Civil Action No. 4:20-CV-801-O
OPINION AND ORDER
Before the Court is a pleading entitled "Petition for a Writ of Habeas Corpus under 28 U.S.C. § 2241 and Motion for Release under the CARES Act due to COVID-19" filed by Petitioners, Kimberli Himmel, Elaine Brown, Priscilla Ellis, Diana Marquez, and Frederick Banks, individually and on behalf of 500 other inmates confined at FMC-Carswell, against Jody R. Upton, warden of FMC-Carswell, and the Central Intelligence Agency, Respondents. After having considered the petition and relief sought by Petitioners, the Court has concluded that the petition should be summarily dismissed for lack of subject matter jurisdiction.
The Bureau of Prisons's (BOP) website reflects that inmates by the name of "Kimberli E. Himmell" and "Priscilla Ann Ellis" are currently confined at FMC-Carswell. The website reflects no inmates by the name of Elaine Brown, Diana Marquez, or Frederick Banks currently confined at the prison. See U.S. DEPARTMENT OF JUSTICE, FEDERAL BUREAU OF PRISONS/INMATE LOCATOR, http://www.bop.gov (last visited August 5, 2020).
(1) Respondents denied Petitioners the 6th Amendment right to consult with counsel to file a CARES Act compassionate release motion because 500
inmates at FMC Carswell tested positive for COVID-19 which would have led to an immediate release in violation of due process [and] 6th Amendment; andPet. 6, ECF No. 1. They request that the Court
(2) the CIA illegally placed Petitioners under FISA electronic surveillance to purposely prevent them from having access to counsel to seek CARESAct compassionate release in violation of 50 USC 1901, et seg., due process and the 6th Amendment.
discharge Petitioners from custody, order that the motion for release under the Cares Act be transferred to the district courts where Petitioners were sentenced, order Respondent to disclose unclassified versions of any FISA under 50 USC 1806(f), certify the action as a class [and] appoint class counsel to represent the class.Id. at 7.
The pagination in the ECF header is used.
Title 28, United State Code, § 2243 authorizes a district court to summarily dismiss a frivolous habeas-corpus petition prior to any answer or other pleading by the government. Therefore, no service has issued upon Respondent.
Section 2243, governing applications for writ of habeas corpus, provides:
A court, justice or judge entertaining an application for a writ of habeas corpus shall forthwith award the writ or issue an order directing the respondent to show cause why the writ should not be granted, unless it appears from the application that the applicant or person detained is not entitled thereto.
Generally, in this circuit, habeas relief is not available to review questions unrelated to the fact or duration of a prisoner's detention and a court has no power to entertain the kind of injunctive relief sought by Petitioners. Pierre v. United States, 525 F.2d 933, 935-36 (5th Cir. 1976). The "sole function" of habeas is to grant relief from unlawful imprisonment or custody, and it cannot be used properly for any other purpose. Id. Where a prisoner challenges prison procedures or the conditions of his or her confinement, the proper vehicle is a civil rights action if a determination in the prisoner's favor would not automatically result in his or her accelerated release. Carson v. Johnson, 112 F.3d 818, 820-21 (5th Cir. 1997).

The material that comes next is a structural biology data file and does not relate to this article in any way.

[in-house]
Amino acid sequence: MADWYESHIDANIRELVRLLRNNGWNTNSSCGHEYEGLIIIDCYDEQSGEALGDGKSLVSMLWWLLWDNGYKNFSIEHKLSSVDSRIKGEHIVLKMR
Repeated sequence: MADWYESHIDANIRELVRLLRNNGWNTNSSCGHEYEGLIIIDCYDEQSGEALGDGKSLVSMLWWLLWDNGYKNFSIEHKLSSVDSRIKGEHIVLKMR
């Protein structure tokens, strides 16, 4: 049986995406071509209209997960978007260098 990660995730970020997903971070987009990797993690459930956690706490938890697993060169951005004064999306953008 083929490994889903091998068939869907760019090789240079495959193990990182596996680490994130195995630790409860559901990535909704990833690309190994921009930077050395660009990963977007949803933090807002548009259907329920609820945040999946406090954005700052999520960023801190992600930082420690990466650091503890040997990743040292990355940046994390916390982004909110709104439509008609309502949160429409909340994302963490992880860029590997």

Petitioners do not challenge the validity of their sentences or convictions or the BOP's administrative calculation of their release dates, which is the traditional "essence" of habeas corpus. See Preiser v. Rodriguez, 411 U.S. 475, 484, 498-500 (1973). It is the nature of the substantive legal claim itself and the pertinent factual allegations—in addition to the relief sought—that determines whether the claim challenges "the validity of confinement" and thus sounds in habeas corpus. Hill v. McDonough, 547 U.S. 573, 579-81 (2006). Section 2241 is an imperfect fit for Petitioners' requested relief because they seek assignment to home confinement rather than release from custody; an injunction compelling disclosure of "unclassified versions" of any electronic surveillance material; and certification of a class action and appointment of counsel. Thus, a § 2241 habeas petition is not the proper vehicle for raising their claims, and this Court lacks jurisdiction to consider the petition and grant the relief requested. See Cheek v. Warden, No. 4:20-CV-677-P, 2020 WL 3637627, at *1 (N.D. Tex. July 1, 2020); Provines v. Wilson, No. 4:20-CV-475-O, 2020 WL 2762563, at *2 (N.D. Tex. May 20, 2020); Sanchez v. Brown, No. 3:20-CV-832-E, 2020 WL 2615931, at *12 (N.D. Tex. May 22, 2020); Lynn v. Davis, No. M-18-CV-162, 2019 WL 570770, at *1 (S.D. Tex Jan. 28, 2019).
Such designations fall under the BOP's authority and should be pursued through ordinary channels at the BOP, which is in the best position to evaluate inmate classifications and which has enacted protocols under the CARES Act to address requests for relief based on the COVID-19 pandemic. Petitioners may also seek a compassionate release sentence reduction under 18 U.S.C. § 3582(c)(1)(A), as amended by the First Step Act of 2018, by filing a motion in the district where he or she was convicted and sentenced. --------
For the reasons discussed, Petitioners' petition for a writ of habeas corpus pursuant to 28 U.S.C. § 2241 is DISMISSED for lack of subject matter jurisdiction. A certificate of appealability is DENIED.
SO ORDERED on this 5th day of August, 2020.
UNITED STATES DISTRICT JUDGE
28 U.S.C. § 2243 (emphasis added).